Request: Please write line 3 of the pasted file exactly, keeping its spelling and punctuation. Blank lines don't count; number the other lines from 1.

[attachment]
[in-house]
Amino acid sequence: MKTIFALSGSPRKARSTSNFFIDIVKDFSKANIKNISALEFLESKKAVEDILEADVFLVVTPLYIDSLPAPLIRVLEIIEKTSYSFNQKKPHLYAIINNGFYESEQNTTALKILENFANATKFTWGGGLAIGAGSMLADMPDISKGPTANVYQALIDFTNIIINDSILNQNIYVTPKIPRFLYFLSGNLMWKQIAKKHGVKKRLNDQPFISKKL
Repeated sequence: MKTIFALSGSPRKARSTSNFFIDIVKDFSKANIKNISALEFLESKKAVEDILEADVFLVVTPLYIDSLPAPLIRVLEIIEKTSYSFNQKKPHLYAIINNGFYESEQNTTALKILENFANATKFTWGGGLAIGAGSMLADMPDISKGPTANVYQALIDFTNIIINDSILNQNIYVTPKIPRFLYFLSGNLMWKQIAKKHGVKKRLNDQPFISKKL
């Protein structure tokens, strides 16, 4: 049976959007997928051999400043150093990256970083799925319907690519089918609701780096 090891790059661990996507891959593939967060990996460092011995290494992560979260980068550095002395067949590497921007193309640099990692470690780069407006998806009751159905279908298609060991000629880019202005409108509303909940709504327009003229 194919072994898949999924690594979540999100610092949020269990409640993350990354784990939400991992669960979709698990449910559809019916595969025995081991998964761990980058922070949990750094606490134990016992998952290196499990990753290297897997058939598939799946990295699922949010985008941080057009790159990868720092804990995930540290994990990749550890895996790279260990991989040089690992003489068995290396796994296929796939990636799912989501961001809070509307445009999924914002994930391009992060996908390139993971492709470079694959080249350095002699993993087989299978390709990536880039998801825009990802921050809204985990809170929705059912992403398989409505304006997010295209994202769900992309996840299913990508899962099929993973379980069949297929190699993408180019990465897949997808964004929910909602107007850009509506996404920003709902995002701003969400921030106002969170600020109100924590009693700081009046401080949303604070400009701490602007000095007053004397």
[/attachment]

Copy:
Repeated sequence: MKTIFALSGSPRKARSTSNFFIDIVKDFSKANIKNISALEFLESKKAVEDILEADVFLVVTPLYIDSLPAPLIRVLEIIEKTSYSFNQKKPHLYAIINNGFYESEQNTTALKILENFANATKFTWGGGLAIGAGSMLADMPDISKGPTANVYQALIDFTNIIINDSILNQNIYVTPKIPRFLYFLSGNLMWKQIAKKHGVKKRLNDQPFISKKL